There are many causes of hearing loss - congenital (present at birth), infections of the ear, some communicable childhood diseases, and trauma, to mention but a few. In recent years attention was directed to the prevalence of hearing loss in college freshmen and ultimately it was determined that it was due to the loud music they were exposed to. In fact, some consider the number of decibels emanating from bands to reach a stimulus level which at times reach the painful threshold.
Much to my surprise is a new factor in our environment contributing to hearing loss and that is cigarette smoking. The article is entitled "Cigarette Smoking and Hearing Loss; The Epidemiology of Hearing Loss Study." This article by six authors was published in a recent issue of the Journal of the American Medical Association, June 3, 1998, Volume 279, pp. 715-719. What prompted the study was that certain clinical reports were somewhat suggestive of cigarette smoking causing hearing loss: to further evaluate this situation further studies were performed at the University of Wisconsin in Madison, Wisconsin. The group consisted of 3,753 adults, age 48 to 92 years. These individuals were subject to extensive hearing evaluation studies and, in addition, a smoking history was evaluated, initially from self reports, and the relationships between the two were evaluated.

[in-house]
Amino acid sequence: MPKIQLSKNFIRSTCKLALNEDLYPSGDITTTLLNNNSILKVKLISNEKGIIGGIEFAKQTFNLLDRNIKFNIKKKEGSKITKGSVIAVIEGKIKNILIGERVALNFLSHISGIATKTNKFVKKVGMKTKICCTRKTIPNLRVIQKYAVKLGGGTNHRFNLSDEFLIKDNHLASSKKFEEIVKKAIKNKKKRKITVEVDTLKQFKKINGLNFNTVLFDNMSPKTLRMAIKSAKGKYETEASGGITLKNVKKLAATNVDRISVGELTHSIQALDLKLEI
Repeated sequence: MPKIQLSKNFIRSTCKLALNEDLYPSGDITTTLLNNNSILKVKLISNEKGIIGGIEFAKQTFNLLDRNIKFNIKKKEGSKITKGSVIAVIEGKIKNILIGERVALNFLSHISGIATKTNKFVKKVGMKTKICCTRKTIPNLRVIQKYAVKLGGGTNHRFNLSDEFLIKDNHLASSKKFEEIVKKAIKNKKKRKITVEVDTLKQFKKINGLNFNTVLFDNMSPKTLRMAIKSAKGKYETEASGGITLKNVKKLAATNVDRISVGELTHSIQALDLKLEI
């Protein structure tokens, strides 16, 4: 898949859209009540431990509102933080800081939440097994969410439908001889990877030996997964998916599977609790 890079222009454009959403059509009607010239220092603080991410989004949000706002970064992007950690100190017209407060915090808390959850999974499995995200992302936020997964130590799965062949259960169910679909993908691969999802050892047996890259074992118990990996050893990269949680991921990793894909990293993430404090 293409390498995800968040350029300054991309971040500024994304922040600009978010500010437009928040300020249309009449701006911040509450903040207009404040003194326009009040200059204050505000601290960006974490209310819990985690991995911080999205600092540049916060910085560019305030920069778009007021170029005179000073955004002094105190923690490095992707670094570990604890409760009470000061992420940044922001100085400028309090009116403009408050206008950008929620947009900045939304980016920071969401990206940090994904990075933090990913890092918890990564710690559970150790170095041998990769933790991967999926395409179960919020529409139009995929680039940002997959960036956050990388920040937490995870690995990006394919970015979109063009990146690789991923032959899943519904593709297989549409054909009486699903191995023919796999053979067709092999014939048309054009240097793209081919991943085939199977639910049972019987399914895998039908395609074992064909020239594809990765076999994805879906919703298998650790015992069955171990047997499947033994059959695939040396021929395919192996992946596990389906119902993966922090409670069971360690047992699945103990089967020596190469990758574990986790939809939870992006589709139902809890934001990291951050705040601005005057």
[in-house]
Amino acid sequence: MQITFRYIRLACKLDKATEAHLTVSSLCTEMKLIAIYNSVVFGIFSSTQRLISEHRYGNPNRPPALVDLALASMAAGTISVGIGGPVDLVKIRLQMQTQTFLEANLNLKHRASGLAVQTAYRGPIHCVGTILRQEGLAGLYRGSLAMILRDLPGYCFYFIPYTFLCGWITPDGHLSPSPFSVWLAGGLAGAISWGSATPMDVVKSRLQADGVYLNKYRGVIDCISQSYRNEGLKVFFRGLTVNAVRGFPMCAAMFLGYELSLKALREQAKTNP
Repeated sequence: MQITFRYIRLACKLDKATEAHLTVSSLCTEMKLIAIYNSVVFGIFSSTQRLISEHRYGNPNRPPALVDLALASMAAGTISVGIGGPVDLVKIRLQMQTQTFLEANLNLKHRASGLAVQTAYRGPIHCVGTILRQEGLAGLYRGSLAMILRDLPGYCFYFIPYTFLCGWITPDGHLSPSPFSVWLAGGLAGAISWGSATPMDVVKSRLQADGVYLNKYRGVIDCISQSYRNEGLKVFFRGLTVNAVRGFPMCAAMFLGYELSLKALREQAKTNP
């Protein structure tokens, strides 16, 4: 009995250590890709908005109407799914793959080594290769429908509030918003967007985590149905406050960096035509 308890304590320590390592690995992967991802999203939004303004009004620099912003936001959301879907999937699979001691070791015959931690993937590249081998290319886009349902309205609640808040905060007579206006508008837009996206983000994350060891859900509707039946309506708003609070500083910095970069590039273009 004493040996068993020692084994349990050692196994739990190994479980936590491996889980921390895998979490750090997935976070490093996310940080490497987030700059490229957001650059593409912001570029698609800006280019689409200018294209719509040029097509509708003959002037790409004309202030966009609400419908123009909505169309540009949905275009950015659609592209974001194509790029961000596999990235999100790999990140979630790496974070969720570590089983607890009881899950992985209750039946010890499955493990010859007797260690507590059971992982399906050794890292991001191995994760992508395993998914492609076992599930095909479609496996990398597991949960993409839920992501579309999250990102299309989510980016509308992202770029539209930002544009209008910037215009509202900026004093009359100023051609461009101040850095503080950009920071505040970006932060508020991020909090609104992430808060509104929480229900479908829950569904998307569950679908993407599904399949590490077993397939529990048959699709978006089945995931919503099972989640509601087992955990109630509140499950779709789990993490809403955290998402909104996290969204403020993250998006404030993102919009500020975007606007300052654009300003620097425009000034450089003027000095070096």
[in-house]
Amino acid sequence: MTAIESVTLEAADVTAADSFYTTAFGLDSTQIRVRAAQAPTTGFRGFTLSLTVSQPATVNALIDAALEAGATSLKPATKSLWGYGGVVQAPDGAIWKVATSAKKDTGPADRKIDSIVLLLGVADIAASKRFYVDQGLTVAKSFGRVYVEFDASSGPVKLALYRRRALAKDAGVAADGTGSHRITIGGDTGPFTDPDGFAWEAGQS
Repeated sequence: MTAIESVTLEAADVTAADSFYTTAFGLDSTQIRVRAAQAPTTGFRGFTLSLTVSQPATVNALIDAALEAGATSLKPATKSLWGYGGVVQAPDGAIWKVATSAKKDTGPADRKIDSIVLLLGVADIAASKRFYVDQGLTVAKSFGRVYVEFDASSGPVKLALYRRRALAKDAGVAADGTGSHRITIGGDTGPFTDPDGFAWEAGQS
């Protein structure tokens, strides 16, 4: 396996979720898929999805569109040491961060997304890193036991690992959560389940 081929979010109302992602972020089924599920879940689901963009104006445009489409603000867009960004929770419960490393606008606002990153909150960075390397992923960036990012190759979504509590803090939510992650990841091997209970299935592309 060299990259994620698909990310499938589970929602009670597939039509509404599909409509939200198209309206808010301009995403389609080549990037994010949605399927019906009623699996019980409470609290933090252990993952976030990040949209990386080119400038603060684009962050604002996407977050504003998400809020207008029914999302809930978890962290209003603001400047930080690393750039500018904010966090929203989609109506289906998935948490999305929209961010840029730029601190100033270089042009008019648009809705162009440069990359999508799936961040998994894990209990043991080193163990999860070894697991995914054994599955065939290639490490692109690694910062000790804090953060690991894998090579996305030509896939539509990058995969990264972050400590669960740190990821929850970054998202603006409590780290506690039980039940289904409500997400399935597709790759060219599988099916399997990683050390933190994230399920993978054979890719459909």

The main results were twofold. One, current smokers were 1.69 times as likely to have hearing loss as nonsmokers (95% confidence interval). In addition, non-smoking participants who lived with a smoker were also more likely to have hearing loss than those who were not so exposed. The authors conclude that these data suggest that smoking environmental exposure contributes to age related hearing loss. Further longitudinal studies should be done to further confirm these findings.
The conclusions from the study are easily discernible - stop smoking or, better yet, don't start to smoke in the first place.
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